Seriously, what's better job than RT or RN that only take you 2 years to complete and when you get out, you can find a job that pay you $30+ / hr?
4 years ago when I was software-engineer with a BS degree and can't even find a stable job for $25/hr.
So for you, just don't mind any-one is talking, just either go to any community colleges try to get into Nursing or Respiratory then you should be fine. It will be expensive if you go to private colleges.

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Bob T in Broadview Heights, Ohio

51 months ago

DarkMoon in Los Angeles, California said: [quote]what field would you get into then in the medical profession? i need to go back to school cuz my gm job is over and i need a new career. i am 40 and looking for something stable. any help is much appreciated!!!!!!!!

Seriously, what's better job than RT or RN that only take you 2 years to complete and when you get out, you can find a job that pay you $30+ / hr?
4 years ago when I was software-engineer with a BS degree and can't even find a stable job for $25/hr.
So for you, just don't mind any-one is talking, just either go to any community colleges try to get into Nursing or Respiratory then you should be fine. It will be expensive if you go to private colleges.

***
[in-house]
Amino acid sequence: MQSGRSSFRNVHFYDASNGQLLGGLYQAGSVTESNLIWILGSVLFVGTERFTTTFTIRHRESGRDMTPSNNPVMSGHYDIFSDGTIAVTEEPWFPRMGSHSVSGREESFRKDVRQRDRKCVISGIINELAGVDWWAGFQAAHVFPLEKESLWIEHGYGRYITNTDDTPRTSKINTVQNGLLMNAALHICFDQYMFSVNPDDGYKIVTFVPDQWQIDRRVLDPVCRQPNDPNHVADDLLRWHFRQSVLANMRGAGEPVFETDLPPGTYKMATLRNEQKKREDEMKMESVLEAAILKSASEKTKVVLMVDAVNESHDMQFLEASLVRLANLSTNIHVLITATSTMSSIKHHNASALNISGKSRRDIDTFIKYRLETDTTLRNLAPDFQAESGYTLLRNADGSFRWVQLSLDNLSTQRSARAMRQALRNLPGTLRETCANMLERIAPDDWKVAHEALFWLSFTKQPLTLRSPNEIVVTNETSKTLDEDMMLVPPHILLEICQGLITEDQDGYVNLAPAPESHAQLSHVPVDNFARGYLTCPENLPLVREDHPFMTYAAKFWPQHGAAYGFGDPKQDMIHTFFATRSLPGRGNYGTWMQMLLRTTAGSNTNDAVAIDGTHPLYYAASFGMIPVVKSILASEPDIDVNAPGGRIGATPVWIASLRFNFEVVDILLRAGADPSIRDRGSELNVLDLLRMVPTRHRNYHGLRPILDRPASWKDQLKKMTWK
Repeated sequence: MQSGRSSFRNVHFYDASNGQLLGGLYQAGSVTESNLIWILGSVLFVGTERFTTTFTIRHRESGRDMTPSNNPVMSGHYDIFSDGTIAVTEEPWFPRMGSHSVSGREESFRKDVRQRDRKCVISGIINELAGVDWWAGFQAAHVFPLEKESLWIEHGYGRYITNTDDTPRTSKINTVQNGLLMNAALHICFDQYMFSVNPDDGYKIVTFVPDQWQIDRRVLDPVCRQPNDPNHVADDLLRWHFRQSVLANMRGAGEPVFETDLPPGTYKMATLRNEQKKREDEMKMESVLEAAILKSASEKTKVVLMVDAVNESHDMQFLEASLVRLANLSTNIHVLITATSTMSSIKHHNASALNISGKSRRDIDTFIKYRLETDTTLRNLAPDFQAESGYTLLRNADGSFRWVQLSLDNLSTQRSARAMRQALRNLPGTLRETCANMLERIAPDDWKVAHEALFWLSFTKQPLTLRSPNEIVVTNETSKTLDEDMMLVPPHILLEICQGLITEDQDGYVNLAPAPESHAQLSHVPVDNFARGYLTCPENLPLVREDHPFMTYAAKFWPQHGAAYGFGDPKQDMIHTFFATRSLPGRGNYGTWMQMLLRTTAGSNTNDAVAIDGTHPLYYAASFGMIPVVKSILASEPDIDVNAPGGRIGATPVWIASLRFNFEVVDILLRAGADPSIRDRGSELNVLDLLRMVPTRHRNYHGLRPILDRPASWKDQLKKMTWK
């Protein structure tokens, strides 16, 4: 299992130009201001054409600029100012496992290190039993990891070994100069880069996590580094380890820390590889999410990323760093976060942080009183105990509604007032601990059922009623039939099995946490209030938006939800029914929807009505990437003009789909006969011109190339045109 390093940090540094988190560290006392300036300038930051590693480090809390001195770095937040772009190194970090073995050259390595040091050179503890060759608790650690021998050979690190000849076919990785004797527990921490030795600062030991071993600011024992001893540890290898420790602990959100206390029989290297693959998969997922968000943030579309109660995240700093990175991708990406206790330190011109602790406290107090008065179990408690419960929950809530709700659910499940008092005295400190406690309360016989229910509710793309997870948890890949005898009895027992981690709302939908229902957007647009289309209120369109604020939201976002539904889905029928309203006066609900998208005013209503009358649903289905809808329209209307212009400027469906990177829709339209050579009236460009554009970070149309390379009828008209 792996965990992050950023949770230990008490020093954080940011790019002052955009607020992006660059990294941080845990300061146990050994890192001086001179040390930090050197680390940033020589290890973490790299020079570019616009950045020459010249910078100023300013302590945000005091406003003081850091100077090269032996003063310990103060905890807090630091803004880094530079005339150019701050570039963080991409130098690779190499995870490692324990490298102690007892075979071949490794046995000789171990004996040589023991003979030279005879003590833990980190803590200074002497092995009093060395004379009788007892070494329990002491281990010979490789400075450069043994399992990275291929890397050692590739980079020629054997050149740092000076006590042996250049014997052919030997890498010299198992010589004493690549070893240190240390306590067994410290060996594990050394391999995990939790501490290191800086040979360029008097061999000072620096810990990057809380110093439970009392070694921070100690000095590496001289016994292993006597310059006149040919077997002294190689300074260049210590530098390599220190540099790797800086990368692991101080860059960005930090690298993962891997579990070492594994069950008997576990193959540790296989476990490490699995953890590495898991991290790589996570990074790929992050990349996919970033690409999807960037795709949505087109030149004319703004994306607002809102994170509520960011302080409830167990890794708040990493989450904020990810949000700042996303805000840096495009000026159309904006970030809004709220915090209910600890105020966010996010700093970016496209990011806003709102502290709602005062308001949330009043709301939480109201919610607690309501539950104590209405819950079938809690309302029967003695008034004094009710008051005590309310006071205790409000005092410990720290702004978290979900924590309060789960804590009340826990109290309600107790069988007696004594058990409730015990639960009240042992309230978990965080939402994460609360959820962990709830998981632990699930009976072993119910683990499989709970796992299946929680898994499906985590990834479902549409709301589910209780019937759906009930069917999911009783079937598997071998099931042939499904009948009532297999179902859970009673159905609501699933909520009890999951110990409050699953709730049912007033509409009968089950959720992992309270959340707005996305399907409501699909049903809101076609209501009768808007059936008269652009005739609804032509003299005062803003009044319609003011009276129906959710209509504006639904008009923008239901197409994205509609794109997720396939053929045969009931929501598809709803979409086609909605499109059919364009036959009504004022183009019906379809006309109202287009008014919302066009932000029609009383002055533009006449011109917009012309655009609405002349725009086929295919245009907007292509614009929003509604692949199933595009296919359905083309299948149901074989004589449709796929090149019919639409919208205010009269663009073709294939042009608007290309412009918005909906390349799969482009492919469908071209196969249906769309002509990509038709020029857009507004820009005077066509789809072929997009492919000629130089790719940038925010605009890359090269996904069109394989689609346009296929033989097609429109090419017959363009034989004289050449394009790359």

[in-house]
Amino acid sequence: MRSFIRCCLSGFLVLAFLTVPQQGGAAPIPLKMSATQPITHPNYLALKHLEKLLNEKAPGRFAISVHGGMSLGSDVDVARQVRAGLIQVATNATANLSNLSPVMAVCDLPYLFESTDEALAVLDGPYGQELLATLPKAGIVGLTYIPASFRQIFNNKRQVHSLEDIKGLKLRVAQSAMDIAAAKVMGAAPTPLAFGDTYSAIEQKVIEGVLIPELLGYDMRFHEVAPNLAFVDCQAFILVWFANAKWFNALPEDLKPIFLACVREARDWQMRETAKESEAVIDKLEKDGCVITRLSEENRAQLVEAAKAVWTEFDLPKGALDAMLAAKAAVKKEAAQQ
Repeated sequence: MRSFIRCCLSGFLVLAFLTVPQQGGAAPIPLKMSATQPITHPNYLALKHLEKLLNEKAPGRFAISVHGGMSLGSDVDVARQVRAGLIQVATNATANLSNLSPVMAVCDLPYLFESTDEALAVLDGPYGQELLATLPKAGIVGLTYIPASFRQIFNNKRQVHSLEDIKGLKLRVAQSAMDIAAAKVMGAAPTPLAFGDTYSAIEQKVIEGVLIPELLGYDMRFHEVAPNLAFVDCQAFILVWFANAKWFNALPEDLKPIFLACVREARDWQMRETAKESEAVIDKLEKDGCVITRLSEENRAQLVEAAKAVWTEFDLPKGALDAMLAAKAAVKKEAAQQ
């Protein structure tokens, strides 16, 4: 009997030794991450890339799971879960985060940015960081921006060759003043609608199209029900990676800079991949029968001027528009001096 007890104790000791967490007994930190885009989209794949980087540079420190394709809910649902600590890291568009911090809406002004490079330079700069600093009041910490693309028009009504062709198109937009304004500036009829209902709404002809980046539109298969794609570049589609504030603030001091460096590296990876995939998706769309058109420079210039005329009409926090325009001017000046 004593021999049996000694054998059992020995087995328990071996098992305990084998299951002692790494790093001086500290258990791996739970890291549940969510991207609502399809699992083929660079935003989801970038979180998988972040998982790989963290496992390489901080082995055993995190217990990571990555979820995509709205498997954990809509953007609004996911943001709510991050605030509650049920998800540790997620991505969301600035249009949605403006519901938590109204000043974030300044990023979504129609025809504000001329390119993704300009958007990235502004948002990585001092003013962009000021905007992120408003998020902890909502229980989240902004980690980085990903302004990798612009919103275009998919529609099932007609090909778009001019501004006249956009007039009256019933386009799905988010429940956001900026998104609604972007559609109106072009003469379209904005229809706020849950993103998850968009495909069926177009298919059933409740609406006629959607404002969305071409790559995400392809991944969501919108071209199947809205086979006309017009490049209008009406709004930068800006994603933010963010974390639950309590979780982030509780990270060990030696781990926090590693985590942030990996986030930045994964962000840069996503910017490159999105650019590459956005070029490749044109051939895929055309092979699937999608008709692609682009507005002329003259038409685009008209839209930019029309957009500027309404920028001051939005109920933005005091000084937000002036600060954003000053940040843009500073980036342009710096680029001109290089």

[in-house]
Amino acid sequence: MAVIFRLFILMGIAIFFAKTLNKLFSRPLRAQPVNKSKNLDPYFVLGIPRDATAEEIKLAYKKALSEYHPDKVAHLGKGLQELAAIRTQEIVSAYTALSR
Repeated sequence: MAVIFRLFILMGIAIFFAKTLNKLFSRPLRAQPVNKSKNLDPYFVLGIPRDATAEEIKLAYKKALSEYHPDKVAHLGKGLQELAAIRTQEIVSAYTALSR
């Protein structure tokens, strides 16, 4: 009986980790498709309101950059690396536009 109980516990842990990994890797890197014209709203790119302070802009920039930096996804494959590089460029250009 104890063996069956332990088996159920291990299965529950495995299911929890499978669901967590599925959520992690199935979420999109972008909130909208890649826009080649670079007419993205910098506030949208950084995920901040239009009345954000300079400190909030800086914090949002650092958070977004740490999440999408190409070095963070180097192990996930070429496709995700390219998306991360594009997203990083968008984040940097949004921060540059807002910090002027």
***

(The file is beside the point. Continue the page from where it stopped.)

tyvm darkmoon for the encouraging words-- believe me they help i need all the positivity i can get--ty

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George jackson in Norwood, Massachusetts

51 months ago

You are so right, I was thinking of enrolling into phoenix university for Software engineer, after reading your post, I decided not to. $1400/ class, about 40 classes. just too much money thanks for your advice :)

DarkMoon in Los Angeles, California said: [quote]what field would you get into then in the medical profession? i need to go back to school cuz my gm job is over and i need a new career. i am 40 and looking for something stable. any help is much appreciated!!!!!!!!

Seriously, what's better job than RT or RN that only take you 2 years to complete and when you get out, you can find a job that pay you $30+ / hr?
4 years ago when I was software-engineer with a BS degree and can't even find a stable job for $25/hr.
So for you, just don't mind any-one is talking, just either go to any community colleges try to get into Nursing or Respiratory then you should be fine. It will be expensive if you go to private colleges.

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Mike in La Verne, California

27 months ago